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A Bill of Rights is now a central feature of the constitutional or public law arrangements of other major jurisdictions which share the common law tradition — the United Kingdom itself, the United States, Canada and New Zealand, to name four of them. They are the countries with which we most frequently compare ourselves. They share our legal, historical and cultural heritage and a system of democratic government. Yet they have found it necessary or desirable to temper the will of the majority by providing for additional protection for individual rights for the very reason that neither the common law nor the political process sufficiently protect them.

The emphasis on protection of human rights and fundamental freedoms at the end of World War II arose out of the need to protect minorities and individuals from discrimination and oppression on racial, religious and other grounds and to protect the rights and freedoms of individuals from the overriding exercise and abuse of state power.

Why do we need a bill of rights? - Centre for Policy Development

Although the threat of terrorism has rightly caused countries to make special and wide-ranging arrangements for security, we have seen how readily the political process has been prepared to compromise basic individual rights and to countenance procedures which are inconsistent with basic elements of the rule of law. Government proposals for lengthy detention of suspects without any or speedy access to the courts and an apparent reluctance to accept meaningful judicial review of the detention of suspects have been features of the so-called War against Terror.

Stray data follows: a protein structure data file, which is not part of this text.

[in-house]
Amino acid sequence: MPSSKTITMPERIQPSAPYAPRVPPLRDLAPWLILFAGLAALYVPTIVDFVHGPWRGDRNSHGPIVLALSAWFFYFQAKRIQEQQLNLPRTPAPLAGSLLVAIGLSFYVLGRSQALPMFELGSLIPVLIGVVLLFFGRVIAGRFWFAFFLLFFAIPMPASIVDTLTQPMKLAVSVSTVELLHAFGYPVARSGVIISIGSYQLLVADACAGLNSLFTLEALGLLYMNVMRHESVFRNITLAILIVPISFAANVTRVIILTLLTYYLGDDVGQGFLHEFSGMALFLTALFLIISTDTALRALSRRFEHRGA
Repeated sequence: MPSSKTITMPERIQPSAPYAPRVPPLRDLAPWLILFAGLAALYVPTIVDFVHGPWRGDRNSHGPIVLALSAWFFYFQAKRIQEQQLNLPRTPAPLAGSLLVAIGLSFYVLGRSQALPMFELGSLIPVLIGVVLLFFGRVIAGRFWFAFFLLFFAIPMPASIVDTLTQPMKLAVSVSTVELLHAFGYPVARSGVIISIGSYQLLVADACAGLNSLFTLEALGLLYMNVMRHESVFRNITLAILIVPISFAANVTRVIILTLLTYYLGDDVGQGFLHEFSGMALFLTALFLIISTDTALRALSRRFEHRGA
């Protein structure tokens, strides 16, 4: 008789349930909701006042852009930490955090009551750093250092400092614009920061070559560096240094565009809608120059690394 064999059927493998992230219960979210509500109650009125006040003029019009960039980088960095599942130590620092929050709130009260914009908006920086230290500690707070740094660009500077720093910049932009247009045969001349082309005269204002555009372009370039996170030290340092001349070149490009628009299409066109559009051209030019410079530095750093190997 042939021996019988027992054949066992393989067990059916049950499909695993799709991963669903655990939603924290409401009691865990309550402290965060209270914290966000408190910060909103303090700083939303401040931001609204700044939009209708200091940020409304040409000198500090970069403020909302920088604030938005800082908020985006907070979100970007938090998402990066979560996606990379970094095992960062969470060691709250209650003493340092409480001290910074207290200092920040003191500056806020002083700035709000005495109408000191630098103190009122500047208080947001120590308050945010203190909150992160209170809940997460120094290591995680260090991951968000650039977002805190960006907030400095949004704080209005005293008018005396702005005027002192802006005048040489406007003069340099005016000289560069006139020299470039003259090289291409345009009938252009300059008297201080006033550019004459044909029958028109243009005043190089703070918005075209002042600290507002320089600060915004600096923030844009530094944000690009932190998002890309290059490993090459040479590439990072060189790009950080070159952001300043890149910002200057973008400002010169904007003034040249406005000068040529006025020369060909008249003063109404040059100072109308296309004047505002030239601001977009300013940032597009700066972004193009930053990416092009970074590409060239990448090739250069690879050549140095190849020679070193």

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Politicians have a powerful survival instinct. They are anxious to keep on side with popular sentiment, even more so when popular sentiment has been fanned by media-fuelled anxiety about threats to security. So the political process is willing to compromise on basic rights and on the rule of law so as to convey the impression that politicians are seen as tough on terrorism.

What human rights protections does Australia have?

In the result, statute law may override common law protection of fundamental rights and basic elements of the rule of law. This willingness to compromise on basic rights is not confined to threats to security, where the justification may seem stronger. Such a situation may happen infrequently but the fact that it can happen was enough to persuade the United Kingdom, the United States, Canada and New Zealand to protect human rights and fundamental freedoms, either by constitutionally-entrenched guarantees or statute.

A constitutionally entrenched Bill would certainly give more power to judges than they have. It would enable the judges to override Parliament. But a statute-based Bill, which I favour, would not have that result; it would leave the judges with their ordinary role of interpreting the laws made by Parliament, but in the light of the Bill of Rights. A Bill of Rights in this form can be changed by Parliament. Parliament also has the capacity, by specific and clear language at any time, to override or qualify statutory rights.

But if Parliament takes this course, it must confront the impact of its proposed law on the rights protected by the Bill and deal with that impact specifically. The experience in other countries also confirms the lesson of history — that the rights of individuals are better protected by judges than by politicians.

Politicians and administrators are primarily concerned with the exercise of government power and policy. Judges are primarily concerned with the rights of individuals.